A beach is a strip of sedimentary land that extends along the shoreline of an ocean, gulf, lagoon, bay, or estuary. It may consist of rock fragments, sand, or mud (a mixture of sand and clay). The composition of beaches depends on the nature and quantity of sediments upstream of the beach, the speed of flow and turbidity of water and wind, and the coastal processes involved.
A sandbar is a sand ridge that develops in the sand on a beach. It is usually formed when currents from the coast meet currents from the offshore.
Sand bars are not permanent and often disappear at low tide. These sandbars can be a fun place to swim or go for a walk at low tide. They also have their own distinct charm, and are a popular hangout spot for tourists.
Wave action destroys a beach and builds it back up within an hour or so depending on the type of wave and its speed. This is called beach erosion and can cause temporary changes in the size, shape, and density of a beach that are very different from those that occurred when the beach was first formed.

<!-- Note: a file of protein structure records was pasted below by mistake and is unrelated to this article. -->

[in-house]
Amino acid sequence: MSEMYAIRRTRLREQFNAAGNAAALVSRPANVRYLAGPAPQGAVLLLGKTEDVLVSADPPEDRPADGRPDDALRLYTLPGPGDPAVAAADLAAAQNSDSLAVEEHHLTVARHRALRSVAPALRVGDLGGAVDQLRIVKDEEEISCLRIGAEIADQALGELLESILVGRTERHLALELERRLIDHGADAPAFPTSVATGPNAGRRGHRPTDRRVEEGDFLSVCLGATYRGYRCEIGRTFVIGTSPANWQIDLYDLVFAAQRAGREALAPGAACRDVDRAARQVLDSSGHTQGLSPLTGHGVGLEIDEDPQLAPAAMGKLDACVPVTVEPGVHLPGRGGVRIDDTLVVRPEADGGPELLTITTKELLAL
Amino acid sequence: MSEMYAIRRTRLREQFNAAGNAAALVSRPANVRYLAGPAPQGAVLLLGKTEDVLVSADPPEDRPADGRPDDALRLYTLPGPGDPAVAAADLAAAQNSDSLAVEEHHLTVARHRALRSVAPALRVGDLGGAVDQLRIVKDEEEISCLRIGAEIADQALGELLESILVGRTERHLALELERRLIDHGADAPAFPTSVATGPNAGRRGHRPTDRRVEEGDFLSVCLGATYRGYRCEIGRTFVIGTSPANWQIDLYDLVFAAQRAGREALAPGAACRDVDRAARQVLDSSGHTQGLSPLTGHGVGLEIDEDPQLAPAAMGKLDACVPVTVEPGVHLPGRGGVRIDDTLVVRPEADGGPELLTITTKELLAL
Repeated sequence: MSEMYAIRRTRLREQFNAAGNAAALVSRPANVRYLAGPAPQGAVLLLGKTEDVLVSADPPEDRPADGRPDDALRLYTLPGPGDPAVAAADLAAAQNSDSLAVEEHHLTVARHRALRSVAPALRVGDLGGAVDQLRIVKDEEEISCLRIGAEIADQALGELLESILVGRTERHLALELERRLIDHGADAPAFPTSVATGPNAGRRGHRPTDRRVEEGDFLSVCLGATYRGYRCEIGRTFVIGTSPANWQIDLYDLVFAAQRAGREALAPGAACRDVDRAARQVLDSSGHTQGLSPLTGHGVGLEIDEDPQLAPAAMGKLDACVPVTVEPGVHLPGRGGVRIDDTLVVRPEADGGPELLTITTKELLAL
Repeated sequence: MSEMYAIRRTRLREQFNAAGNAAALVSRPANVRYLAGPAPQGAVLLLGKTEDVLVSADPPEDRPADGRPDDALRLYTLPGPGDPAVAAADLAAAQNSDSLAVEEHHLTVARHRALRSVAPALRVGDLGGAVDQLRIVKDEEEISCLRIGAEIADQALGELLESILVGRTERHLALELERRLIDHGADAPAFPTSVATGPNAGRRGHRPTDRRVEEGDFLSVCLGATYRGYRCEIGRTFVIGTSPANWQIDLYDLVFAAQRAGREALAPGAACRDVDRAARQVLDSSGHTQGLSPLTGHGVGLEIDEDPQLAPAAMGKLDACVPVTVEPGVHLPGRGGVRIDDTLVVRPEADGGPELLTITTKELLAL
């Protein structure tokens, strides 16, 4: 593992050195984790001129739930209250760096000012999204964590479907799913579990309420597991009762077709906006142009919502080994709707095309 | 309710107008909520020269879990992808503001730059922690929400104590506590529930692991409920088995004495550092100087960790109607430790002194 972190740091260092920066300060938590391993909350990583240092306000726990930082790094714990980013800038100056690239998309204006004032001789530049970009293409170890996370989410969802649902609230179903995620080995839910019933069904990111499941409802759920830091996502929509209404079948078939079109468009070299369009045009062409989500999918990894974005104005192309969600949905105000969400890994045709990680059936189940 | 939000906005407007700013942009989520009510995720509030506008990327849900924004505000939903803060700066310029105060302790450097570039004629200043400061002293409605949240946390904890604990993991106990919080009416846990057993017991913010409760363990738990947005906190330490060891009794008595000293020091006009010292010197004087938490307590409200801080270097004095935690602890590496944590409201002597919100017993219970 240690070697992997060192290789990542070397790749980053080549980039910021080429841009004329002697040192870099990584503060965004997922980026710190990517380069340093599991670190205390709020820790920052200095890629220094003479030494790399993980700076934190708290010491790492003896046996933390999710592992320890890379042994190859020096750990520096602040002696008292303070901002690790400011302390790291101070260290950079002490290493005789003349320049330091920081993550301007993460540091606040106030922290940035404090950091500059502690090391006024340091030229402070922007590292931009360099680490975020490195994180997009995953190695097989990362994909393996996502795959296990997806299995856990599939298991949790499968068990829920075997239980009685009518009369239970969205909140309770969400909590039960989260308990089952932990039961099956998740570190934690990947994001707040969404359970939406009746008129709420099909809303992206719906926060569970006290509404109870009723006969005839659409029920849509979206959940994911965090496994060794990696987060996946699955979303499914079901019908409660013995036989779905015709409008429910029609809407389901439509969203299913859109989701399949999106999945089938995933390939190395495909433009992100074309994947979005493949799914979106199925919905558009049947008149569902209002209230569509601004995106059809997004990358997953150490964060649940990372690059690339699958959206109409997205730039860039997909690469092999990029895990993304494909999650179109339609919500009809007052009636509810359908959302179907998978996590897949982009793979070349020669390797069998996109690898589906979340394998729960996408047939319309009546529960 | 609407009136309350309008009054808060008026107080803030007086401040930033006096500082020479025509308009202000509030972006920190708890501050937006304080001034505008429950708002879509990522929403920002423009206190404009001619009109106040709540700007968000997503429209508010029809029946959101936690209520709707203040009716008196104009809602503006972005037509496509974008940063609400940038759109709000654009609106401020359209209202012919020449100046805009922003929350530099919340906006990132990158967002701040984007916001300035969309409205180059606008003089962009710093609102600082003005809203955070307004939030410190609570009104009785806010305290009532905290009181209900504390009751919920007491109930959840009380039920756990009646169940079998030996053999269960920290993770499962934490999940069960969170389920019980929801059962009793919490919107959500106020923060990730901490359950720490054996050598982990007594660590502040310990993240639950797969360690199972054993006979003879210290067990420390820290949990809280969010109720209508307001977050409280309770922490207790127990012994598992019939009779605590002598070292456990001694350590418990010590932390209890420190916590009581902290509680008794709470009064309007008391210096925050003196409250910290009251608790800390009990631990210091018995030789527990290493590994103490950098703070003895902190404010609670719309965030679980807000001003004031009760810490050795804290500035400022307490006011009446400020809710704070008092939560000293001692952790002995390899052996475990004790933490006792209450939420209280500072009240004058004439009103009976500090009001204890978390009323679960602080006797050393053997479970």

The beach profile varies greatly from one area to another, especially in temperate areas where summer is characterised by calmer seas and longer periods between breaking waves. In these regions, the beach profile is higher in summer and lower in winter. In the winter, sand is pushed further inland by onshore winds and may form dunes.
Several types of beaches exist, including the cliff beach, the free beach, and the barrier beach. The cliff beach occurs at the margin of a rocky or cliffy coast; the free beach consists of the outer margin of a tidal marsh and is separated from the sea by a narrow sand barrier; and the barrier beach is a very rare feature and consists of a series of long tidal barriers that separate lagoons from the open ocean.
Most beaches have a beach terrace, created by the swash of waves that sweep over the shore. This terrace is inclined seaward, and a lower terrace below it may be developed as well. In some coastal areas, a tidal pool forms beneath the terrace. In some areas, the tidal pool is covered by a submarine beach.
Some coastal communities pump sand onto beaches to improve them for the benefit of visitors. These practices are sometimes referred to as beach nourishment, and they can be done in order to protect beaches that are vulnerable to erosion or for commercial purposes.
A beach is an important part of the landscape for many species, as it provides habitat for birds and other small animals. For example, sea turtles lay their eggs on beaches and other marine creatures feed on materials left behind by the waves.
In some parts of the world, beaches are protected by national parks and other protected areas. In others, the beaches are maintained by local governments or private businesses.